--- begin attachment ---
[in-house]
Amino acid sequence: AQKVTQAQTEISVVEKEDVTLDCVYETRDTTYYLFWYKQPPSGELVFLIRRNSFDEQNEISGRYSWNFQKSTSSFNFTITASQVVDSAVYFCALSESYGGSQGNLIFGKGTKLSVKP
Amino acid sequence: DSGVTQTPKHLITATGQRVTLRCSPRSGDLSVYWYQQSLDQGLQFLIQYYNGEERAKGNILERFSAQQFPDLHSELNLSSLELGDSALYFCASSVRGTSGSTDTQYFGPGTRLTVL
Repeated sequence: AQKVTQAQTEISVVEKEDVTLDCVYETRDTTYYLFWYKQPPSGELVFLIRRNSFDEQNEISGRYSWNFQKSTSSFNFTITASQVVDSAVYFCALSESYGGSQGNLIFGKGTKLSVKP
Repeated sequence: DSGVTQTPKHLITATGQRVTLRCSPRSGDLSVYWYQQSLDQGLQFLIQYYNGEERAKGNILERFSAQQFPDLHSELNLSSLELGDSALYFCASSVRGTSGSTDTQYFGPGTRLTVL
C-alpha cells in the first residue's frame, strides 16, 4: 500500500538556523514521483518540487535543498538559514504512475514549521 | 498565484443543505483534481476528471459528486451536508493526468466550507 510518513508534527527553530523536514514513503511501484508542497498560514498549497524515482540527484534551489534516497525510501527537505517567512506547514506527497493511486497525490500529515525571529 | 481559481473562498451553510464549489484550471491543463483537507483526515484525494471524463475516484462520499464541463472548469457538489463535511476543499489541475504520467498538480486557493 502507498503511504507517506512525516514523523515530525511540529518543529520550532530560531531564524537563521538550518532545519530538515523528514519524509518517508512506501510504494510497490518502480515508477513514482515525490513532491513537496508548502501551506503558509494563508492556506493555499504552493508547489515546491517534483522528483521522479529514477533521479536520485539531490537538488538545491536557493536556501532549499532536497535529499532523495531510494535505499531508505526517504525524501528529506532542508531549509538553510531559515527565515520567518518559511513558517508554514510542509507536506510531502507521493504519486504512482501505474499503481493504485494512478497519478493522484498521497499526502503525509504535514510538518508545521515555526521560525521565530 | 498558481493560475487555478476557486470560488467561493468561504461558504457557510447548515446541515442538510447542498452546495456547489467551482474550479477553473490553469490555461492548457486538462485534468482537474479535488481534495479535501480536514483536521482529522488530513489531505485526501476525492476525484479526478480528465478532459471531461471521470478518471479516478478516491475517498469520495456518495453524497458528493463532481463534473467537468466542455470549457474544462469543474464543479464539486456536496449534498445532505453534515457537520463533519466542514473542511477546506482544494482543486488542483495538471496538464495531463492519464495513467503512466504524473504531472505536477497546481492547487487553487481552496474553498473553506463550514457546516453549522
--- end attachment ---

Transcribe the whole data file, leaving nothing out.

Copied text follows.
[in-house]
Amino acid sequence: AQKVTQAQTEISVVEKEDVTLDCVYETRDTTYYLFWYKQPPSGELVFLIRRNSFDEQNEISGRYSWNFQKSTSSFNFTITASQVVDSAVYFCALSESYGGSQGNLIFGKGTKLSVKP
Amino acid sequence: DSGVTQTPKHLITATGQRVTLRCSPRSGDLSVYWYQQSLDQGLQFLIQYYNGEERAKGNILERFSAQQFPDLHSELNLSSLELGDSALYFCASSVRGTSGSTDTQYFGPGTRLTVL
Repeated sequence: AQKVTQAQTEISVVEKEDVTLDCVYETRDTTYYLFWYKQPPSGELVFLIRRNSFDEQNEISGRYSWNFQKSTSSFNFTITASQVVDSAVYFCALSESYGGSQGNLIFGKGTKLSVKP
Repeated sequence: DSGVTQTPKHLITATGQRVTLRCSPRSGDLSVYWYQQSLDQGLQFLIQYYNGEERAKGNILERFSAQQFPDLHSELNLSSLELGDSALYFCASSVRGTSGSTDTQYFGPGTRLTVL
C-alpha cells in the first residue's frame, strides 16, 4: 500500500538556523514521483518540487535543498538559514504512475514549521 | 498565484443543505483534481476528471459528486451536508493526468466550507 510518513508534527527553530523536514514513503511501484508542497498560514498549497524515482540527484534551489534516497525510501527537505517567512506547514506527497493511486497525490500529515525571529 | 481559481473562498451553510464549489484550471491543463483537507483526515484525494471524463475516484462520499464541463472548469457538489463535511476543499489541475504520467498538480486557493 502507498503511504507517506512525516514523523515530525511540529518543529520550532530560531531564524537563521538550518532545519530538515523528514519524509518517508512506501510504494510497490518502480515508477513514482515525490513532491513537496508548502501551506503558509494563508492556506493555499504552493508547489515546491517534483522528483521522479529514477533521479536520485539531490537538488538545491536557493536556501532549499532536497535529499532523495531510494535505499531508505526517504525524501528529506532542508531549509538553510531559515527565515520567518518559511513558517508554514510542509507536506510531502507521493504519486504512482501505474499503481493504485494512478497519478493522484498521497499526502503525509504535514510538518508545521515555526521560525521565530 | 498558481493560475487555478476557486470560488467561493468561504461558504457557510447548515446541515442538510447542498452546495456547489467551482474550479477553473490553469490555461492548457486538462485534468482537474479535488481534495479535501480536514483536521482529522488530513489531505485526501476525492476525484479526478480528465478532459471531461471521470478518471479516478478516491475517498469520495456518495453524497458528493463532481463534473467537468466542455470549457474544462469543474464543479464539486456536496449534498445532505453534515457537520463533519466542514473542511477546506482544494482543486488542483495538471496538464495531463492519464495513467503512466504524473504531472505536477497546481492547487487553487481552496474553498473553506463550514457546516453549522